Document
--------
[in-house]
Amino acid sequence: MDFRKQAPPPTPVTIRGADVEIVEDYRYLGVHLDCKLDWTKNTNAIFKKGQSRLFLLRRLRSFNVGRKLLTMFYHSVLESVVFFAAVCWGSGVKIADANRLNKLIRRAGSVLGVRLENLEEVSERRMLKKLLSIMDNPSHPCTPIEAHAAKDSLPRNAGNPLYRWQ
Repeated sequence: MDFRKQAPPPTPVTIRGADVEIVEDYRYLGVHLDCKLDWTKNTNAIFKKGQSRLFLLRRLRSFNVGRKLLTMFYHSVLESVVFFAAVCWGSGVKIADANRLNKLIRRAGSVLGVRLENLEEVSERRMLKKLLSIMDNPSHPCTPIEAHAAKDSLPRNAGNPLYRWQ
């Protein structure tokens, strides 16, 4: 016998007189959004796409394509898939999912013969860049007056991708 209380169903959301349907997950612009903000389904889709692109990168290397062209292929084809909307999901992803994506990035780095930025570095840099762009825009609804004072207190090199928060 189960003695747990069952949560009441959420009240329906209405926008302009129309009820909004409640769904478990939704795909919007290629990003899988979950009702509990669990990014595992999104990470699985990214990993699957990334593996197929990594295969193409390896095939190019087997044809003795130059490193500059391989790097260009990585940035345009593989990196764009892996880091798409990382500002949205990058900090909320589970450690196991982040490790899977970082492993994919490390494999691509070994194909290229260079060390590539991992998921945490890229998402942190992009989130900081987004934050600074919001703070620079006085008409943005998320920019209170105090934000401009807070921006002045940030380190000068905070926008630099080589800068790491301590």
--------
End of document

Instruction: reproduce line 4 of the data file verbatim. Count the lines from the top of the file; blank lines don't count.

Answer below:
């Protein structure tokens, strides 16, 4: 016998007189959004796409394509898939999912013969860049007056991708 209380169903959301349907997950612009903000389904889709692109990168290397062209292929084809909307999901992803994506990035780095930025570095840099762009825009609804004072207190090199928060 189960003695747990069952949560009441959420009240329906209405926008302009129309009820909004409640769904478990939704795909919007290629990003899988979950009702509990669990990014595992999104990470699985990214990993699957990334593996197929990594295969193409390896095939190019087997044809003795130059490193500059391989790097260009990585940035345009593989990196764009892996880091798409990382500002949205990058900090909320589970450690196991982040490790899977970082492993994919490390494999691509070994194909290229260079060390590539991992998921945490890229998402942190992009989130900081987004934050600074919001703070620079006085008409943005998320920019209170105090934000401009807070921006002045940030380190000068905070926008630099080589800068790491301590």